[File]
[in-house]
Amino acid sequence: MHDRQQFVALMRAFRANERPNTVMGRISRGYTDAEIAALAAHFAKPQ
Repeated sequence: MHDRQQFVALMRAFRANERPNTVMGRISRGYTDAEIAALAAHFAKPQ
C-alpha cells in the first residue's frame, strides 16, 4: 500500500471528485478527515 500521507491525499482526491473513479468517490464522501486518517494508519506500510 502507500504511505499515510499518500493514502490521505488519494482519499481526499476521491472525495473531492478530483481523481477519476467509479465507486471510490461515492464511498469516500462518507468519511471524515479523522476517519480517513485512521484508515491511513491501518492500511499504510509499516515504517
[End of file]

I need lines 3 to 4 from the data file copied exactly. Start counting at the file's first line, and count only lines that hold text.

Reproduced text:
Repeated sequence: MHDRQQFVALMRAFRANERPNTVMGRISRGYTDAEIAALAAHFAKPQ
C-alpha cells in the first residue's frame, strides 16, 4: 500500500471528485478527515 500521507491525499482526491473513479468517490464522501486518517494508519506500510 502507500504511505499515510499518500493514502490521505488519494482519499481526499476521491472525495473531492478530483481523481477519476467509479465507486471510490461515492464511498469516500462518507468519511471524515479523522476517519480517513485512521484508515491511513491501518492500511499504510509499516515504517